I will end with a beautiful quotation from the great Caliph Umar Ibn Abdul Aziz (RA), when he was asked about why differences of opinion exist in such issues. He replied, “It pleases me that the companions disagreed on some matters because if not, then there would have only been one view, and this would be difficult on the people.” This should be our approach to dealing with differences in Fiqh, we must view them as a mercy from Allah and a gift from Allah that makes life easier for the believers.

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Posted by Ismail Kamdar in Islam
Regarding Exams and Fasting: An Invalid Qiyas

Regarding Exams and Fasting: An Invalid Qiyas

There has been some talk recently about “updating” Fiqh to include exams as a valid excuse to delay fasting. This talk has come primarily from the modernist/liberal school of thought. Their argument is that Muslims are backward and too literal in their thinking and need to update Fiqh for the times.

This argument is flawed in many ways. The analogy of exams being a type of difficulty that leads to concession is flawed. The idea that our Fiqh processes are outdated and backward is also flawed. To demonstrate this, let us take a look at the main Fiqh Maxim governing who can delay a fast.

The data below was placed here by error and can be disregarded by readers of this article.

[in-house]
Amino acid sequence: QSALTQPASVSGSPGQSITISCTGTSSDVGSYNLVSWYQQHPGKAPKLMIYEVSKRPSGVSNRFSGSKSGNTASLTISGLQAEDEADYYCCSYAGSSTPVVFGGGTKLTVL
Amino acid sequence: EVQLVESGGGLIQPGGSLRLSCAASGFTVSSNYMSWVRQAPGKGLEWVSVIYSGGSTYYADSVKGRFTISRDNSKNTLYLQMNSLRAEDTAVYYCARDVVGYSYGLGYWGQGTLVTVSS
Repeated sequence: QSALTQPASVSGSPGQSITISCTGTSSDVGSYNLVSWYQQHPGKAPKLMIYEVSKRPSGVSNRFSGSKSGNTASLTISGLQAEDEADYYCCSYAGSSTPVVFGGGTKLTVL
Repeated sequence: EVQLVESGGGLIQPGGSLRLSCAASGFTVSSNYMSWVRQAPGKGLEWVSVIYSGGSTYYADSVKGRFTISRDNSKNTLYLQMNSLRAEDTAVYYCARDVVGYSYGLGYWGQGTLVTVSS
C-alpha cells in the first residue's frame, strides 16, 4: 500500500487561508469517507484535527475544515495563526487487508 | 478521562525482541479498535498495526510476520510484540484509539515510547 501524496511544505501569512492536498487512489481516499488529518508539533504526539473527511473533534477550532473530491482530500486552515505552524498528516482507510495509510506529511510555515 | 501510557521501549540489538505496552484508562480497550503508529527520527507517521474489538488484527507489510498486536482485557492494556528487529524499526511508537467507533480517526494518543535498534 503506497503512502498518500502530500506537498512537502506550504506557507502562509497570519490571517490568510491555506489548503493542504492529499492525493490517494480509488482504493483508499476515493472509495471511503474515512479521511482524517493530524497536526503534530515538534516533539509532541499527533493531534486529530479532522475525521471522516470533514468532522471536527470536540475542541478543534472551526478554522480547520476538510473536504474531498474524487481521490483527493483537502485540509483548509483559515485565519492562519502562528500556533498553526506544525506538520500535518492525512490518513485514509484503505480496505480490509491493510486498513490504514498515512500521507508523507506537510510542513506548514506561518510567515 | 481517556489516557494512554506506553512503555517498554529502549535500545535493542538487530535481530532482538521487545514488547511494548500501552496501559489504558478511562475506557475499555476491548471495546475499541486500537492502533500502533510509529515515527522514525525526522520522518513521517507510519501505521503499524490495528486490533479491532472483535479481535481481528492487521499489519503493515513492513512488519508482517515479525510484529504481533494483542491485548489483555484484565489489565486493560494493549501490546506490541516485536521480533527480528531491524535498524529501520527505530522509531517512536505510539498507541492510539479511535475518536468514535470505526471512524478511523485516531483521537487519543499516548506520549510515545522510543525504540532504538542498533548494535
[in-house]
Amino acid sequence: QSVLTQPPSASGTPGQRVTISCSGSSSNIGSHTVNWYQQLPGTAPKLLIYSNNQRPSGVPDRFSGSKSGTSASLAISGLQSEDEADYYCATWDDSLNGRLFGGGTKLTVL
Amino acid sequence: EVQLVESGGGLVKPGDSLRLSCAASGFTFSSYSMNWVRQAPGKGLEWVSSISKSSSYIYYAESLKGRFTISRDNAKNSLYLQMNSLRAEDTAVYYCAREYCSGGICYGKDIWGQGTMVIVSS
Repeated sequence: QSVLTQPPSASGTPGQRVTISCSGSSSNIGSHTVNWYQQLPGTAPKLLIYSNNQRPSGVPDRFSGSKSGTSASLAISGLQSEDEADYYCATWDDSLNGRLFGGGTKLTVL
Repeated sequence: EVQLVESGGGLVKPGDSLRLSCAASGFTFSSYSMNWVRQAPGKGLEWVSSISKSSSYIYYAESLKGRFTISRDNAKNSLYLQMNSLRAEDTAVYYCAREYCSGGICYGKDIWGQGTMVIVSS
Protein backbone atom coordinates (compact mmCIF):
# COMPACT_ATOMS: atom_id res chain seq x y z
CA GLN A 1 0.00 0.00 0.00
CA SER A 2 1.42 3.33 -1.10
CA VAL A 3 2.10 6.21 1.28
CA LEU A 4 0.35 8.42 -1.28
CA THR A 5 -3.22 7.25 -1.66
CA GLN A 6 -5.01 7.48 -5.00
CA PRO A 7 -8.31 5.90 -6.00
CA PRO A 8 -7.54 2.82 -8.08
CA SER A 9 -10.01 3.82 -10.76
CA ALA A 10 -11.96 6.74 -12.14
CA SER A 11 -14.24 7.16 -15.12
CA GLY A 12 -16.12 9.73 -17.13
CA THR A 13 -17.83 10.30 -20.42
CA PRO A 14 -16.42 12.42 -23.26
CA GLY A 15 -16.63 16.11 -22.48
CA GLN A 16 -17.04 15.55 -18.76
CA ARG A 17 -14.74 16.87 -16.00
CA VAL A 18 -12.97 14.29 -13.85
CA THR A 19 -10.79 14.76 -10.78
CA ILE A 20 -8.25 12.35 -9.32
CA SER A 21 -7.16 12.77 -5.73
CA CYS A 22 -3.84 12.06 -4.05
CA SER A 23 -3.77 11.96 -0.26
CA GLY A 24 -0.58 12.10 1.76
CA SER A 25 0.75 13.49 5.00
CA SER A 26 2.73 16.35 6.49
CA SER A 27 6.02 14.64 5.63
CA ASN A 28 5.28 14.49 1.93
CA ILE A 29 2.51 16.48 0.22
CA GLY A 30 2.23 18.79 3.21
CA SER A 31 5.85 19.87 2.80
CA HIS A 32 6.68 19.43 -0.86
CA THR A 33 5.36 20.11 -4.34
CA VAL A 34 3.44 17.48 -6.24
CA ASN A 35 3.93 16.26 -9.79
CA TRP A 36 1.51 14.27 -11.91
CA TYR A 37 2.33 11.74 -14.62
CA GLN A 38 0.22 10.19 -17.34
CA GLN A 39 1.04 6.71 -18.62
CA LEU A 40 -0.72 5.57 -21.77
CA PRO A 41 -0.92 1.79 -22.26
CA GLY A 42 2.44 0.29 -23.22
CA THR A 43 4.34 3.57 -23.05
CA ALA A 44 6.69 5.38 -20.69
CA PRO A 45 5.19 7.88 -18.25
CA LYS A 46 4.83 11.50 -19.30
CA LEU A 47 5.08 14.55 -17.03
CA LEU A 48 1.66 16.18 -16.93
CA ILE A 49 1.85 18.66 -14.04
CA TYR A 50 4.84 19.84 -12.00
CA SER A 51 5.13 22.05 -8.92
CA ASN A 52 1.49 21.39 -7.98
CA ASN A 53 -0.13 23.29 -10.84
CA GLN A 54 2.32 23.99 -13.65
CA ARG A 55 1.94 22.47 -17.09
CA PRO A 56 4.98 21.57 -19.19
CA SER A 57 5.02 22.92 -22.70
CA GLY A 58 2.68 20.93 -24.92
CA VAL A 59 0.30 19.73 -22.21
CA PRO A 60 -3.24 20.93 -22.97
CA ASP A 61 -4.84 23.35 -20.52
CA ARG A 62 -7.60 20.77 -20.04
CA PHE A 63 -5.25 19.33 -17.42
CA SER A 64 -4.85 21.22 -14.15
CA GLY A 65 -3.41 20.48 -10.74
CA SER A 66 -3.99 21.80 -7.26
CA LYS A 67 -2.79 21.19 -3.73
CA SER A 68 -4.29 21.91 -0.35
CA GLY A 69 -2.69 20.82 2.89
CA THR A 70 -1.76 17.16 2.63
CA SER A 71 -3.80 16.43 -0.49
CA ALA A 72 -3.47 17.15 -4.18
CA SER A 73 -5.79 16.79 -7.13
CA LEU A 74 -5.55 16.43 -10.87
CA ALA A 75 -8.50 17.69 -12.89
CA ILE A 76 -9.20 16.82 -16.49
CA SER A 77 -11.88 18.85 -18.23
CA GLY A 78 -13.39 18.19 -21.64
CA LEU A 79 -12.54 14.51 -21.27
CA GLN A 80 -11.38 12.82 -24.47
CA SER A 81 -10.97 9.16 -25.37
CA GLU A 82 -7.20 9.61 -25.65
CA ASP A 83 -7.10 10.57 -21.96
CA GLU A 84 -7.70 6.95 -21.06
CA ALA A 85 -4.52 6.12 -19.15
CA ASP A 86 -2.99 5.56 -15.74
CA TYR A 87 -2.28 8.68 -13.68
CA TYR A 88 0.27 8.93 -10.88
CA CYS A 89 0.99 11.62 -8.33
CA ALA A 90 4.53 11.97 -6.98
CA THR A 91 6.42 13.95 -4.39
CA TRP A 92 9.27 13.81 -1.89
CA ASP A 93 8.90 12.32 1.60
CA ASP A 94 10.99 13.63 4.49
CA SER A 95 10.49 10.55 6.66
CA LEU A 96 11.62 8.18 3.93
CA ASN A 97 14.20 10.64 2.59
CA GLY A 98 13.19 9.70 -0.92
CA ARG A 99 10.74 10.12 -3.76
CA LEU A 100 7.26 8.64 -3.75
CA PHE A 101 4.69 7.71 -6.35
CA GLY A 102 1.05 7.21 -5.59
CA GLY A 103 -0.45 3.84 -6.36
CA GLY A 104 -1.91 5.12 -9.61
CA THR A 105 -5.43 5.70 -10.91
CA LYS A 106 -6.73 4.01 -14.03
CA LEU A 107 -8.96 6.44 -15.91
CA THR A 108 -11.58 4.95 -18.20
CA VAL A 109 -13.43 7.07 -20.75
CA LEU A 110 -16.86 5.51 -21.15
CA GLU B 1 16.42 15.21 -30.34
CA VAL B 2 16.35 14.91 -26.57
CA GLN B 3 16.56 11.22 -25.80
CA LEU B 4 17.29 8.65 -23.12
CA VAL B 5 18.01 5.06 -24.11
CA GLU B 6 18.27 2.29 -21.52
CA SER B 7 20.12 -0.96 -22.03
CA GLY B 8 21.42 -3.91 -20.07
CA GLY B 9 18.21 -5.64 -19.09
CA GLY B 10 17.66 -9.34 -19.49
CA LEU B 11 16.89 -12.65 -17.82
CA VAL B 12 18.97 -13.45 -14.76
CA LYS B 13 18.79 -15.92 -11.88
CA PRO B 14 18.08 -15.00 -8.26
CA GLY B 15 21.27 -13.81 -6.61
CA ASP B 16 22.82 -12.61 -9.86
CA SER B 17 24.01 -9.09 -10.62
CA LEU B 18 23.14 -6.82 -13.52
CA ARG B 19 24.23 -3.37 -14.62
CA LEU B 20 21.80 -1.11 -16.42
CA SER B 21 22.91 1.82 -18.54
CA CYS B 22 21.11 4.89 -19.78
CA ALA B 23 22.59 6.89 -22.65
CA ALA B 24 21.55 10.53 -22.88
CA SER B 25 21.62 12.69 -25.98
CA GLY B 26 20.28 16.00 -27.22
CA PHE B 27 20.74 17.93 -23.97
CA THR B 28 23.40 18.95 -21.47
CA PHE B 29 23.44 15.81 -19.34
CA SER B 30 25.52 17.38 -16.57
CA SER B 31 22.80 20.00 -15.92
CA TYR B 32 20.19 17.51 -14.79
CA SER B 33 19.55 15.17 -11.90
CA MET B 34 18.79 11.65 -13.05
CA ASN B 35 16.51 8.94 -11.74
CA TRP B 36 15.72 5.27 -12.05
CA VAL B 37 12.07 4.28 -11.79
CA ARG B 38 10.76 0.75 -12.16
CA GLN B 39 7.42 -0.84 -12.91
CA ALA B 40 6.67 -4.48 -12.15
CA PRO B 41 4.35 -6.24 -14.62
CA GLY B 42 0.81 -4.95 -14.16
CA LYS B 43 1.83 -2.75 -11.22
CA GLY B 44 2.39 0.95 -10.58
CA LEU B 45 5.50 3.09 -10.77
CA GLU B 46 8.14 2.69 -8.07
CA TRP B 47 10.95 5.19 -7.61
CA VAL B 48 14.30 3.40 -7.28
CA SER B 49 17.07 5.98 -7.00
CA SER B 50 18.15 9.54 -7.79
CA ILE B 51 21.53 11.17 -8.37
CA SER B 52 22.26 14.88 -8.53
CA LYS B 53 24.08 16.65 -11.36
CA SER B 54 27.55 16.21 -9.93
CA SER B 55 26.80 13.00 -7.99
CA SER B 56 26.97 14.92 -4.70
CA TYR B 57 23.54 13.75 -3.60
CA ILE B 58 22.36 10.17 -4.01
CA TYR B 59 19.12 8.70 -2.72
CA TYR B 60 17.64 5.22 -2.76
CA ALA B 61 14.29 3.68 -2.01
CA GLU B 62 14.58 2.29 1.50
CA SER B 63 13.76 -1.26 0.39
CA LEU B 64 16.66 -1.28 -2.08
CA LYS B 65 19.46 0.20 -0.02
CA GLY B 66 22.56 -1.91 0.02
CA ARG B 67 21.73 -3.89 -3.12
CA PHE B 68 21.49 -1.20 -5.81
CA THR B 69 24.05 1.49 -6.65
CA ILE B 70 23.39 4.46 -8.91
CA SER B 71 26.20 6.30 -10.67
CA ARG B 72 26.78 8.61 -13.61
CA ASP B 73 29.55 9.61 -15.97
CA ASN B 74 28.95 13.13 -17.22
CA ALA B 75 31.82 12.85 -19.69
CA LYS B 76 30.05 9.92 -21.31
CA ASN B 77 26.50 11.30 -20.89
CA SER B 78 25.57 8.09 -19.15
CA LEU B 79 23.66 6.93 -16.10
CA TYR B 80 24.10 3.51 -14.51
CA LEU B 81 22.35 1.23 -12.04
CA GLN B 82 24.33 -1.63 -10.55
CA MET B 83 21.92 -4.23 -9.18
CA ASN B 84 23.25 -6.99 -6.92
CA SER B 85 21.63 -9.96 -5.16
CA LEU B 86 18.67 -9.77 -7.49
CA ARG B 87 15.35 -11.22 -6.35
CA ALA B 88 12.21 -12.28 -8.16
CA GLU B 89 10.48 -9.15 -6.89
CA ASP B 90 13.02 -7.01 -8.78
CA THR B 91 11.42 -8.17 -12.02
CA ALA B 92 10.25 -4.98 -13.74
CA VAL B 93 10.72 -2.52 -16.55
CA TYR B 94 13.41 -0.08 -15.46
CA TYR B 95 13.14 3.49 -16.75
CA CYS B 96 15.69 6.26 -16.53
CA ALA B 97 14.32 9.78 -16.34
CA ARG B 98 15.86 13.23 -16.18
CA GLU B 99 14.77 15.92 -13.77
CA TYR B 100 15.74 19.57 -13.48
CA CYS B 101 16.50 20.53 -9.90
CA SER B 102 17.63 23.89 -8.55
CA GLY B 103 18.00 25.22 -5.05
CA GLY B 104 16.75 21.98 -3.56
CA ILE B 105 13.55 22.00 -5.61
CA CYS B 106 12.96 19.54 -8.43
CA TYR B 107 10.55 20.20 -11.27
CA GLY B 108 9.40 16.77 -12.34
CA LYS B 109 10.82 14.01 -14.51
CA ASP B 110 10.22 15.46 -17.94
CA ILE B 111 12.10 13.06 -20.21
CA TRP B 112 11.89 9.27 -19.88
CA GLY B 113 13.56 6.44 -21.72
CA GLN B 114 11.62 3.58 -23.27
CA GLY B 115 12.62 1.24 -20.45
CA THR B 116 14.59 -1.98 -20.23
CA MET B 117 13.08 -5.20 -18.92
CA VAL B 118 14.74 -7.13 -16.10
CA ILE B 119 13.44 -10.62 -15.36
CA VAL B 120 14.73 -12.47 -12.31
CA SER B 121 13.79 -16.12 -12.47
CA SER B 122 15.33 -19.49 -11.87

The main Fiqh maxim regulating this ruling is al-Mashaqa Tajlibu al-Taysir which can be translated as “Extreme Difficulty causes relaxation of the Law”. This maxim is found in all four madhabs and is a point of consensus among Sunni Muslims. The maxim is simple, the Shariah has built-in processes of flexibility to handle extremely difficult situations.

However, the maxim cannot be applied based on whim and desire. There is a list of difficulties that cause relaxation of the law. This list is derived from the Quran and Sunnah.

Types of Difficulty

There are primarily seven things that can cause relaxation of a law:
1. Coercion i.e. being forced to do something
2. Travel as traveling is difficult as you are outside of your comfort zone dealing with many unpredictable variables
3. Disease/Sickness
4. Forgetfulness i.e. people are not held accountable for lapses in memory
5. Ignorance i.e. ignorance can work as an excuse is some situations6. A general calamity like a pandemic or drought
7. Lack of legal competence i.e. laws do not generally apply to children, extreme mental health cases, and people who are asleep.

All of the above categories are explicitly stated in either the Quran or Sunnah. The verse of fasting (2:185) mentions two of these sources of difficulty: travel and illness, making these the two primary valid reasons to delay a fast. Scholars have included other health risks in this as well like pregnancy and breastfeeding.